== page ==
Vical said today it would end development of its lead drug Allovectin® (velimogene aliplasmid) for metastatic melanoma after the investigational intratumoral cancer immunotherapy failed to meet efficacy endpoints in a Phase III clinical trial. Vical said that it would refocus its development efforts on vaccines for infectious diseases.

The company said Allovectin failed to demonstrate statistically significant improvement vs. first-line chemotherapy for either the primary endpoint of objective response rate at 24 weeks or more after randomization, or the secondary endpoint of overall survival, in the 390-patient trial. Data from the trial will be further analyzed, with detailed results to be submitted for publication at an unspecified time.

“We are disappointed that the trial did not meet either the primary or secondary efficacy endpoints, even though we believe it was well-designed and well-executed,” Vijay B. Samant, Vical’s president and CEO, said in a statement.

Samant also warned that Allovectin’s failure would lead to cutbacks at Vical: “In the coming weeks, we will make the necessary changes to focus resources on our infectious disease vaccine programs and reduce expenses to conserve cash.”

Vical reported cash and investments as of June 30 of $70 million—a sum the company said it believes “is adequate for its anticipated needs at least through the end of 2014.”

Vical cited numerous infectious disease vaccine programs it had in development, some of which are being carried out independently and the rest with partners. Furthest along of these is a 500-patient Phase III trial by Astellas Pharma of Vical’s ASP0113, an investigational therapeutic vaccine designed to control cytomegalovirus (CMV) in hematopoietic cell transplant (HCT) recipients in June. Vical said it expected to launch a Phase II trial of ASP0113 for solid organ transplant recipients later this year.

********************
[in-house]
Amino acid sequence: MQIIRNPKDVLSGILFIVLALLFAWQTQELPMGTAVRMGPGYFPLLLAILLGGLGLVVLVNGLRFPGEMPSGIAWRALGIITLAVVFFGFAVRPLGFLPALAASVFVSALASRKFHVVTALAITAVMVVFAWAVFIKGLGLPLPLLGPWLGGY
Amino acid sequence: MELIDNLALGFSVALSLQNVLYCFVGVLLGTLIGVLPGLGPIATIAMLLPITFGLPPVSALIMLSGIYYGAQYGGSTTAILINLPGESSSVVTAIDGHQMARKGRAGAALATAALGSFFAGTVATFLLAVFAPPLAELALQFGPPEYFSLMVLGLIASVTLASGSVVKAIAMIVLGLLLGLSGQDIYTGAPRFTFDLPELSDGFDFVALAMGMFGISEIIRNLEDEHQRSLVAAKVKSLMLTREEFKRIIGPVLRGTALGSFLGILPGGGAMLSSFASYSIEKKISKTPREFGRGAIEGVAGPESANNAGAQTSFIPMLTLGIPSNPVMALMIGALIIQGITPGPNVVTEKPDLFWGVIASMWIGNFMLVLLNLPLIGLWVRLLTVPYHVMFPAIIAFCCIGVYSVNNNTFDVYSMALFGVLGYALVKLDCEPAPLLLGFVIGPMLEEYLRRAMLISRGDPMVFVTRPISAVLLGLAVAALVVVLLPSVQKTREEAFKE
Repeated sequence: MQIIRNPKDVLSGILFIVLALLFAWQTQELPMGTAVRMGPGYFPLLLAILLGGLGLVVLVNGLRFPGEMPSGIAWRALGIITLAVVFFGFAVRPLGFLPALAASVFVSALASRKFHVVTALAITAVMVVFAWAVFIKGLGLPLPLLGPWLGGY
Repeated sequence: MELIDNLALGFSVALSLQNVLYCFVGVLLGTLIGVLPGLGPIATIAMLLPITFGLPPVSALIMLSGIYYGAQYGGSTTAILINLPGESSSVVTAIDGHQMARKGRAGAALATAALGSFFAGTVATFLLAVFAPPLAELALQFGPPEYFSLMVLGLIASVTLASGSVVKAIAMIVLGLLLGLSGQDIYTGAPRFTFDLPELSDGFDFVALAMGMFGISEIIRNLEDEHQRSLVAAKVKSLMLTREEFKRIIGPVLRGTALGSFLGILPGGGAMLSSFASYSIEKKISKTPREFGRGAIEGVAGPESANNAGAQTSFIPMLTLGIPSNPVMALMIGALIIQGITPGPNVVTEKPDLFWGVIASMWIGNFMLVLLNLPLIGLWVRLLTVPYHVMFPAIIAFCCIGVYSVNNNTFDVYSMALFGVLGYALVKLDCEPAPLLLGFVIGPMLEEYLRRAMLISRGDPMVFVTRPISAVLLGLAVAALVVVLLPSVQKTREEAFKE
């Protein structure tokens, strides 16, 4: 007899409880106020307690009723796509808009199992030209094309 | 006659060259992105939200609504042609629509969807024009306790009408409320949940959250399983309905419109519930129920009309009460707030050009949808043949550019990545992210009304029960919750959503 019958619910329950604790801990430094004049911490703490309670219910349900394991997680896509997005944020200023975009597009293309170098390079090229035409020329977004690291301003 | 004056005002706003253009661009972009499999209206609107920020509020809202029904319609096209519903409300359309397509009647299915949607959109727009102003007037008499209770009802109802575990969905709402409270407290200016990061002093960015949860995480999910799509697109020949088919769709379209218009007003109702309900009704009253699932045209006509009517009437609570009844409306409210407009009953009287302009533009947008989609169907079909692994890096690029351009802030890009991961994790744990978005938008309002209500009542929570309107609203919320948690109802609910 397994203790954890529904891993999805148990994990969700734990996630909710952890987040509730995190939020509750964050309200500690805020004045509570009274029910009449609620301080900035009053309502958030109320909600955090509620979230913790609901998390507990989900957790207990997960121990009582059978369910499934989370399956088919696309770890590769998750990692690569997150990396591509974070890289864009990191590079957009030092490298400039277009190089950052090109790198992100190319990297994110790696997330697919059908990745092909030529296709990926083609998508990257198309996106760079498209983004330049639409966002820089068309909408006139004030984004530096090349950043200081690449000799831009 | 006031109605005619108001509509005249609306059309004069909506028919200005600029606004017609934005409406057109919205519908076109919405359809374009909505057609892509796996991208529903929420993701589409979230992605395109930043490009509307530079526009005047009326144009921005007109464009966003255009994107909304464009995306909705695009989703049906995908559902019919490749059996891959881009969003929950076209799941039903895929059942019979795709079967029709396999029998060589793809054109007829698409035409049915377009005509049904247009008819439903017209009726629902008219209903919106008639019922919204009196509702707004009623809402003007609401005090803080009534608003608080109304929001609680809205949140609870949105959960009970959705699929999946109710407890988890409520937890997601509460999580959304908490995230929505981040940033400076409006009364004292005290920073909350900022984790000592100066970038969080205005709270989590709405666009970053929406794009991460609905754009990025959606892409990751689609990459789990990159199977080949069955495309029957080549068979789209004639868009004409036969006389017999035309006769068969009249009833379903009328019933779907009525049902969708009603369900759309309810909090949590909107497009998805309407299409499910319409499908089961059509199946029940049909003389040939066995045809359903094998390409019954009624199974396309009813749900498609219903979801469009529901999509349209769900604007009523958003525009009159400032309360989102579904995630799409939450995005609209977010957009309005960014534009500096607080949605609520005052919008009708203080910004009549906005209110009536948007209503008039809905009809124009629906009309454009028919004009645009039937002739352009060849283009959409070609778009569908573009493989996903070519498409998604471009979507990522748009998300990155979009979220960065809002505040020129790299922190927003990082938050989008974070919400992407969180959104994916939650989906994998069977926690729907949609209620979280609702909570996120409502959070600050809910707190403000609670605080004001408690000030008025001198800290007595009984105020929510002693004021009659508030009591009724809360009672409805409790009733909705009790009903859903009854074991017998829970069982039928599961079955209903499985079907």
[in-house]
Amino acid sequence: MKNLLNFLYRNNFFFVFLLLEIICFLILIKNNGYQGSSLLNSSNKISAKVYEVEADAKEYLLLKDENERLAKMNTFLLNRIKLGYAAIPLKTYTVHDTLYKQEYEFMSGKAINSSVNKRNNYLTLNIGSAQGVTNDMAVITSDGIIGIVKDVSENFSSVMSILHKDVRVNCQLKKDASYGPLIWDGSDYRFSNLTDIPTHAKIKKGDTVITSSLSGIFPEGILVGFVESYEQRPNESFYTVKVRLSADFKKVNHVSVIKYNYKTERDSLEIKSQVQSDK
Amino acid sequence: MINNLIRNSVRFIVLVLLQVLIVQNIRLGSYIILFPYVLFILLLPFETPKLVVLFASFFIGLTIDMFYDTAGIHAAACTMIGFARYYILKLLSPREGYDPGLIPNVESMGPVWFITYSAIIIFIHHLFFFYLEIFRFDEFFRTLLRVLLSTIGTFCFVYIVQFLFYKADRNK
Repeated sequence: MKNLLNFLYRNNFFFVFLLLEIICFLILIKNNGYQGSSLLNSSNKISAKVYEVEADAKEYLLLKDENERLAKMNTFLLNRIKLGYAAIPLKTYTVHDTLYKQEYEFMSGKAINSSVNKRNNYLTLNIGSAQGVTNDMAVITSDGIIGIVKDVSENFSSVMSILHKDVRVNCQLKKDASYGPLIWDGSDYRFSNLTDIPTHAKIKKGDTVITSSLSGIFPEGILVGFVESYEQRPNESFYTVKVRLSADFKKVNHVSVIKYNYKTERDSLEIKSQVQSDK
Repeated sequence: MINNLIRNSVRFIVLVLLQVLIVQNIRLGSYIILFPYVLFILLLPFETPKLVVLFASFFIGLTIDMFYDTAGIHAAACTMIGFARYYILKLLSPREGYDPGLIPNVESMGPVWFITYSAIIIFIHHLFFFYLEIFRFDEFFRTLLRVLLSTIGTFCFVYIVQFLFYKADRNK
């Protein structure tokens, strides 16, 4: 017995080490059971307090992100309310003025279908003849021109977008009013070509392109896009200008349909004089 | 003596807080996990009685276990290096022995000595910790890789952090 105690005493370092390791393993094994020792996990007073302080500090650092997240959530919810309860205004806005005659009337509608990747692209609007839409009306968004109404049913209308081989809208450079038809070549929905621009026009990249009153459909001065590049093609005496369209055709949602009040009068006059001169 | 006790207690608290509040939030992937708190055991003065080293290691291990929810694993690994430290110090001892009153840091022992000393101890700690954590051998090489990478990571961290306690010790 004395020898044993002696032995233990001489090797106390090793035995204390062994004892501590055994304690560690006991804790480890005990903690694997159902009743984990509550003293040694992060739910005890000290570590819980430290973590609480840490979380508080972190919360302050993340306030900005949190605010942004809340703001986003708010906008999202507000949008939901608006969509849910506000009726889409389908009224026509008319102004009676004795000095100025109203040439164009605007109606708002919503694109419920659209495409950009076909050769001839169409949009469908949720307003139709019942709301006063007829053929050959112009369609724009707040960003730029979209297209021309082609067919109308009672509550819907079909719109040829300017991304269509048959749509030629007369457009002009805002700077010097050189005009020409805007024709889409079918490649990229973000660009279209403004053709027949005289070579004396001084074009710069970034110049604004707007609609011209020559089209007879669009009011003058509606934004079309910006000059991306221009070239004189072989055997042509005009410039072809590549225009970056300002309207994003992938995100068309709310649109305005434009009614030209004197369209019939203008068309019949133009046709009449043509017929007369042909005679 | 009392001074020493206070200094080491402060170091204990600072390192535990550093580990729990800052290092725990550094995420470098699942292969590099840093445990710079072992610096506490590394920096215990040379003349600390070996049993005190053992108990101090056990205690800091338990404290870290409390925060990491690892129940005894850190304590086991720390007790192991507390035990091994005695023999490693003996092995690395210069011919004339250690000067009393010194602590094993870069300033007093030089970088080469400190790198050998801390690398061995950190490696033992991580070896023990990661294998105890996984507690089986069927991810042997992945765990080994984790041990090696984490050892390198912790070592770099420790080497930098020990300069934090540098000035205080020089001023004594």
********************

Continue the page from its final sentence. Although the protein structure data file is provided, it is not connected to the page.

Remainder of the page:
Astellas agreed in 2011 to license ASP0113 from Vical for up to $130 million.

Other Vical development programs are as follows:

  • The company plans to initiate a Phase I/II trial of its Vaxfectin®-formulated therapeutic vaccine against herpes simplex virus type 2 before year’s end.
  • Vical is seeking a partner for further development of its Vaxfectin-formulated CyMVectin™ prophylactic vaccine, designed to prevent CMV infection before and during pregnancy. CyMVectin has completed preclinical development and has an allowed investigational new drug application (IND) pending with FDA.
  • Vaxfectin adjuvant has been licensed by Vical to Bristol-Myers Squibb for production of antibodies, and to vaccine developer Cyvax for malaria vaccines—two licensing deals in addition to other deals Vical said it hopes to finalize.

Two of Vical’s products have been licensed for animal indications by other companies: In 2009 before its acquisition by Sanofi, Merial won approval from the U.S. Department of Agriculture to sell the therapeutic DNA vaccine, ONCEPT®, designed to aid in extending the survival time of dogs with oral melanoma. And four years earlier, Aqua Health, a subsidiary of Novartis Animal Health, received Canadian approval to market the DNA vaccine Apex®-IHN, against infectious hematopoietic necrosis virus in farm-raised salmon. 

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